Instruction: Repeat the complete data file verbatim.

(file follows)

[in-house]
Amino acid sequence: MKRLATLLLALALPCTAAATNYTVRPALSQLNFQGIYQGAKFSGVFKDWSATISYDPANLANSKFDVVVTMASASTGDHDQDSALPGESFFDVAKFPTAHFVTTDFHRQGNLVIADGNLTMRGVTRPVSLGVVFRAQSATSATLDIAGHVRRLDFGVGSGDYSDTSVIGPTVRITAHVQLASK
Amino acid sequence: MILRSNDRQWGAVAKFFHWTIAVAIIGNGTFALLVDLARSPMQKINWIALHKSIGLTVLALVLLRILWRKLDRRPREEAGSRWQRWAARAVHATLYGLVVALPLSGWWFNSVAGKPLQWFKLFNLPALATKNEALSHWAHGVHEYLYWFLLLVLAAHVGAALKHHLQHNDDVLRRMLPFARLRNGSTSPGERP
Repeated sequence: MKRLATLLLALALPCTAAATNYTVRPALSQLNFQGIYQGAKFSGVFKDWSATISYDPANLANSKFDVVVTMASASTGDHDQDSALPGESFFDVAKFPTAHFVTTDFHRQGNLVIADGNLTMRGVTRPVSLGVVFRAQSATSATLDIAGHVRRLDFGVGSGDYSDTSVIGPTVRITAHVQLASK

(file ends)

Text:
[in-house]
Amino acid sequence: MKRLATLLLALALPCTAAATNYTVRPALSQLNFQGIYQGAKFSGVFKDWSATISYDPANLANSKFDVVVTMASASTGDHDQDSALPGESFFDVAKFPTAHFVTTDFHRQGNLVIADGNLTMRGVTRPVSLGVVFRAQSATSATLDIAGHVRRLDFGVGSGDYSDTSVIGPTVRITAHVQLASK
Amino acid sequence: MILRSNDRQWGAVAKFFHWTIAVAIIGNGTFALLVDLARSPMQKINWIALHKSIGLTVLALVLLRILWRKLDRRPREEAGSRWQRWAARAVHATLYGLVVALPLSGWWFNSVAGKPLQWFKLFNLPALATKNEALSHWAHGVHEYLYWFLLLVLAAHVGAALKHHLQHNDDVLRRMLPFARLRNGSTSPGERP
Repeated sequence: MKRLATLLLALALPCTAAATNYTVRPALSQLNFQGIYQGAKFSGVFKDWSATISYDPANLANSKFDVVVTMASASTGDHDQDSALPGESFFDVAKFPTAHFVTTDFHRQGNLVIADGNLTMRGVTRPVSLGVVFRAQSATSATLDIAGHVRRLDFGVGSGDYSDTSVIGPTVRITAHVQLASK